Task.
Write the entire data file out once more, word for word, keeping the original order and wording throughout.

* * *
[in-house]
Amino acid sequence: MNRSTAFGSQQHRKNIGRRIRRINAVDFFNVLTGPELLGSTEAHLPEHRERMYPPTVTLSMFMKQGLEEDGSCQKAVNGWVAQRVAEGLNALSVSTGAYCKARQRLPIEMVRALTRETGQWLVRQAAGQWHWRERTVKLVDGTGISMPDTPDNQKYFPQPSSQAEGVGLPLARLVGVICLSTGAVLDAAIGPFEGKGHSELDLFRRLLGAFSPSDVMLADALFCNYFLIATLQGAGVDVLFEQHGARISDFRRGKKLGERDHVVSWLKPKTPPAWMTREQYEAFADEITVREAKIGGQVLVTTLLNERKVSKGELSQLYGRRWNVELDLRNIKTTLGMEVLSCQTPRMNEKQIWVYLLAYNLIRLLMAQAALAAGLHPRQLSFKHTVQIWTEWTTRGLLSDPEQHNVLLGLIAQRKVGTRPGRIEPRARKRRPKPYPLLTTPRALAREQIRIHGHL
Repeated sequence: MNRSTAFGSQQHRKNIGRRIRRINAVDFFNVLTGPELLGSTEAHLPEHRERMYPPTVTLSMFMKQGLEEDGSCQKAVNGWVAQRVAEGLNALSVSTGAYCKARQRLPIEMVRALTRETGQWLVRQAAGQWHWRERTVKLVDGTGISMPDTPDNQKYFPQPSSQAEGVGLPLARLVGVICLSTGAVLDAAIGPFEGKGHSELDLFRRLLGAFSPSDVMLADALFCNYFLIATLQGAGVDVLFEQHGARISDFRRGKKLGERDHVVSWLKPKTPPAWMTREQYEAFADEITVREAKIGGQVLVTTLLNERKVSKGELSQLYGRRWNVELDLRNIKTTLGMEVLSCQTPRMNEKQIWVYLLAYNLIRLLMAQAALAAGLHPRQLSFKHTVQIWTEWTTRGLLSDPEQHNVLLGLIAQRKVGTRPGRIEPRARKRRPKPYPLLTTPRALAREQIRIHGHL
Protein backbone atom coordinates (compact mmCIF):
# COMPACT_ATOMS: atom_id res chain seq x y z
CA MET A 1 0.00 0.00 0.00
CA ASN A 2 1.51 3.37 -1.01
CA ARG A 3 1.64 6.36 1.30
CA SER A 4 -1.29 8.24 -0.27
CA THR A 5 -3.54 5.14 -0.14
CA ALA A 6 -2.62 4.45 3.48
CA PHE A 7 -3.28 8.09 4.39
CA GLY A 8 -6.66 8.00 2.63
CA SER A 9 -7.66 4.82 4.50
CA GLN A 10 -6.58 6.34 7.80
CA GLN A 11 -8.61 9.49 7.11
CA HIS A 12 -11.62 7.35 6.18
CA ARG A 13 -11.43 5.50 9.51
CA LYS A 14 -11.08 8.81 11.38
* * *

[in-house]
Amino acid sequence: MNRSTAFGSQQHRKNIGRRIRRINAVDFFNVLTGPELLGSTEAHLPEHRERMYPPTVTLSMFMKQGLEEDGSCQKAVNGWVAQRVAEGLNALSVSTGAYCKARQRLPIEMVRALTRETGQWLVRQAAGQWHWRERTVKLVDGTGISMPDTPDNQKYFPQPSSQAEGVGLPLARLVGVICLSTGAVLDAAIGPFEGKGHSELDLFRRLLGAFSPSDVMLADALFCNYFLIATLQGAGVDVLFEQHGARISDFRRGKKLGERDHVVSWLKPKTPPAWMTREQYEAFADEITVREAKIGGQVLVTTLLNERKVSKGELSQLYGRRWNVELDLRNIKTTLGMEVLSCQTPRMNEKQIWVYLLAYNLIRLLMAQAALAAGLHPRQLSFKHTVQIWTEWTTRGLLSDPEQHNVLLGLIAQRKVGTRPGRIEPRARKRRPKPYPLLTTPRALAREQIRIHGHL
Repeated sequence: MNRSTAFGSQQHRKNIGRRIRRINAVDFFNVLTGPELLGSTEAHLPEHRERMYPPTVTLSMFMKQGLEEDGSCQKAVNGWVAQRVAEGLNALSVSTGAYCKARQRLPIEMVRALTRETGQWLVRQAAGQWHWRERTVKLVDGTGISMPDTPDNQKYFPQPSSQAEGVGLPLARLVGVICLSTGAVLDAAIGPFEGKGHSELDLFRRLLGAFSPSDVMLADALFCNYFLIATLQGAGVDVLFEQHGARISDFRRGKKLGERDHVVSWLKPKTPPAWMTREQYEAFADEITVREAKIGGQVLVTTLLNERKVSKGELSQLYGRRWNVELDLRNIKTTLGMEVLSCQTPRMNEKQIWVYLLAYNLIRLLMAQAALAAGLHPRQLSFKHTVQIWTEWTTRGLLSDPEQHNVLLGLIAQRKVGTRPGRIEPRARKRRPKPYPLLTTPRALAREQIRIHGHL
Protein backbone atom coordinates (compact mmCIF):
# COMPACT_ATOMS: atom_id res chain seq x y z
CA MET A 1 0.00 0.00 0.00
CA ASN A 2 1.51 3.37 -1.01
CA ARG A 3 1.64 6.36 1.30
CA SER A 4 -1.29 8.24 -0.27
CA THR A 5 -3.54 5.14 -0.14
CA ALA A 6 -2.62 4.45 3.48
CA PHE A 7 -3.28 8.09 4.39
CA GLY A 8 -6.66 8.00 2.63
CA SER A 9 -7.66 4.82 4.50
CA GLN A 10 -6.58 6.34 7.80
CA GLN A 11 -8.61 9.49 7.11
CA HIS A 12 -11.62 7.35 6.18
CA ARG A 13 -11.43 5.50 9.51
CA LYS A 14 -11.08 8.81 11.38